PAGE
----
Dolman regularly places lawyers throughout the Middle East in international and domestic law firms.

Dolman’s International Consultants know the cities and the legal market well, and can help you plan your career move in the region.

Below we have included an overview of the basics of living and working in the Middle East to answer most frequently asked questions. Please contact any of our International Consultants for further information.

Visas

Residence Visas are issued by the Naturalisation and Immigration Department at the Ministry of the Interior. Note that they are closed every Thursday and Friday.

Visas will not be issued to Israeli citizens, those with passports with an Israeli stamp or if your passport has been issued for less than 6 months.

To obtain a visa, you will need a passport, at least 2 photographs (passport size), any application forms in duplicate, a letter from your sponsor in the UAE to the embassy (in duplicate) and from your company (if different to your sponsor). Before you can apply for a residence visa, you must take a medical test and obtain a Health Card (costs approx: Dhs 300; US$ 82), which can be issued by the Ministry of Health or a recognised private hospital. There is an age limit of 50 years, although exceptions may be made to this rule. In general, residence visas are valid for three years. If you are coming to the UAE with family members, you should obtain a family visa, which allows you to sponsor your parents, spouse and children under the age of 18.

Employment permits are generally simple to obtain where the applicant is from a Western country and has a position arranged for when they arrive.

The process for obtaining a residence permit is not too rigorous, and it will generally be granted to anyone with a work permit (and their families), as long as they have a job and some qualifications. It is very difficult, however, to become a citizen of UAE, no matter how long you have lived there.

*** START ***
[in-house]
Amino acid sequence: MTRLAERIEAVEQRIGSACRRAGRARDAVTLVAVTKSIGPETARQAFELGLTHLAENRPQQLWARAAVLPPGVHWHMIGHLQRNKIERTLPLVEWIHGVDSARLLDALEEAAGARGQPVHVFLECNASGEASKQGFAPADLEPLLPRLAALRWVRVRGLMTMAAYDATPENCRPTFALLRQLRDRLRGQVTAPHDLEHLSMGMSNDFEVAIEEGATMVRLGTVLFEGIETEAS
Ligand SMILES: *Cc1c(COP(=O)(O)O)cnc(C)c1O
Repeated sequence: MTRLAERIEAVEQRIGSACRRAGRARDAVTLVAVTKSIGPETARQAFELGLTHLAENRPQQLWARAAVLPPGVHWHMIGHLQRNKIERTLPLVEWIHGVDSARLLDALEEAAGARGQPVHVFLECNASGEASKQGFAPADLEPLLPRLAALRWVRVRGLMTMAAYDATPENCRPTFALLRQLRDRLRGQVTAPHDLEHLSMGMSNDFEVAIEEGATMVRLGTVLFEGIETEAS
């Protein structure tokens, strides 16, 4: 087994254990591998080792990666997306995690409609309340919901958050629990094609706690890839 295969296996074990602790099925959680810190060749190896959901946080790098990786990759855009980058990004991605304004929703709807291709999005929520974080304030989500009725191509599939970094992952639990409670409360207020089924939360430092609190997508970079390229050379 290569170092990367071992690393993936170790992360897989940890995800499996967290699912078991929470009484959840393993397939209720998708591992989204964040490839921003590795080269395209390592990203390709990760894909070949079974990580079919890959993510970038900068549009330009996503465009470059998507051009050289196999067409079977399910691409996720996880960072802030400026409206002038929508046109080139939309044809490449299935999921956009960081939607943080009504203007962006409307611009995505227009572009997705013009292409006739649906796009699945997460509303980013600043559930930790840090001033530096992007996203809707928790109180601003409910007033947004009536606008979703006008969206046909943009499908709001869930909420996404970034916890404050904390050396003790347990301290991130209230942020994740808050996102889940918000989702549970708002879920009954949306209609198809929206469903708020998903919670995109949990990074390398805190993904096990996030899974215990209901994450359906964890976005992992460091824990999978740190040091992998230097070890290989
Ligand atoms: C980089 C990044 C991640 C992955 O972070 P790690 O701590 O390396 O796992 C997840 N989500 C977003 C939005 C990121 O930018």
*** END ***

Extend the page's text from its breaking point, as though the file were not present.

Practicing & the Legal Market

The UAE legal market is one of the most important markets in the Middle East and has experienced a dramatic increase since early 2004 with a wave of major international firms establishing offices in the UAE. Firms are willing to recruit from any Commonwealth country and Arabic language skills are not required.

Abu Dhabi is the largest emirate, and most law firms are based in Abu Dhabi and Dubai, with some International firms having a presence in both centres. The key areas of practice are:

  • Projects and construction
  • Energy
  • Banking and Finance
  • Dispute Resolution
  • Commercial Property
  • Corporate and commercial
  • Islamic finance

The work in law firms tends to be of a more general nature, allowing lawyers to broaden their skills if they wish. Most lawyers who make the move have between 2 and 7 years post qualification experience.

 

Women & the Middle East

Women are welcome in international law firms that operate in the UAE, and also rise to high levels in many domestic firms. Treatment differs slightly from country to country – women who work in the UAE will not find much change in their lifestyle, whereas working as a female lawyer in Saudi Arabia is quite challenging. In all Middle Eastern countries it is advisable for women to dress modestly. Generally, however, women are treated well and play key leadership roles in the business community and government.

Top Firms

  • Afridi & Angell
  • Allen & Overy LLP
  • Al-Sayegh Richards Butler
  • Al Tamimi & Co
  • Baker & McKenzie
  • Berrymans Lace Mawer
  • Clifford Chance
  • Clyde & Co
  • Denton Wilde Sapte
  • DLA Piper Middle East LLP
  • Habib Al Mulla & Co
  • Herbert Smith
  • Linklaters
  • Lovells
  • Masons Galadari
  • Norton Rose
  • Reed Smith Richards Butler LLP
  • Simmons & Simmons
  • Shearman & Sterling LLP
  • Trowers & Hamlins
  • Vinson & Elkins

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